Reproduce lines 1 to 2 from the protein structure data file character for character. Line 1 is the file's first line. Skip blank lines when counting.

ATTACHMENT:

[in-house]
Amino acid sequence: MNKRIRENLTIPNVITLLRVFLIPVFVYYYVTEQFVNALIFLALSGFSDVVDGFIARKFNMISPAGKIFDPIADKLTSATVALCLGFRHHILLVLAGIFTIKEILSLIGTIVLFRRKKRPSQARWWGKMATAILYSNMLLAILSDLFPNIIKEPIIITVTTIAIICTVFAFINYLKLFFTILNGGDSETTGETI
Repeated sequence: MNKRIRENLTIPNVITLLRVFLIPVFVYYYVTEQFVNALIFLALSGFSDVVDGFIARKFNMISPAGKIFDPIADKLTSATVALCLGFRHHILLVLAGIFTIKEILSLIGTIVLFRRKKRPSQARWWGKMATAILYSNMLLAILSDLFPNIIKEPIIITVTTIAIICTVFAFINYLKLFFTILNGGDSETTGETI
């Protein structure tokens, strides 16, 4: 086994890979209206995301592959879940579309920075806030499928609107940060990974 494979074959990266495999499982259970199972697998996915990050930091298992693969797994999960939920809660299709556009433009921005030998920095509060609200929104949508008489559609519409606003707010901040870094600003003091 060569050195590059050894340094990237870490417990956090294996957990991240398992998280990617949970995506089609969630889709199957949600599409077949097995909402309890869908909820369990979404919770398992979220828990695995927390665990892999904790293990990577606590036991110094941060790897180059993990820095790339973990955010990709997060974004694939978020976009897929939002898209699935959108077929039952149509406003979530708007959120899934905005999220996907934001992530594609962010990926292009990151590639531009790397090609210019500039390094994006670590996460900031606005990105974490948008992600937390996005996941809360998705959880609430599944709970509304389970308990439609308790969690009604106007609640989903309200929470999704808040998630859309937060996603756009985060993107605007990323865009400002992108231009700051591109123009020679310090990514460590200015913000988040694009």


[in-house]
Amino acid sequence: MNKRIRENLTIPNVITLLRVFLIPVFVYYYVTEQFVNALIFLALSGFSDVVDGFIARKFNMISPAGKIFDPIADKLTSATVALCLGFRHHILLVLAGIFTIKEILSLIGTIVLFRRKKRPSQARWWGKMATAILYSNMLLAILSDLFPNIIKEPIIITVTTIAIICTVFAFINYLKLFFTILNGGDSETTGETI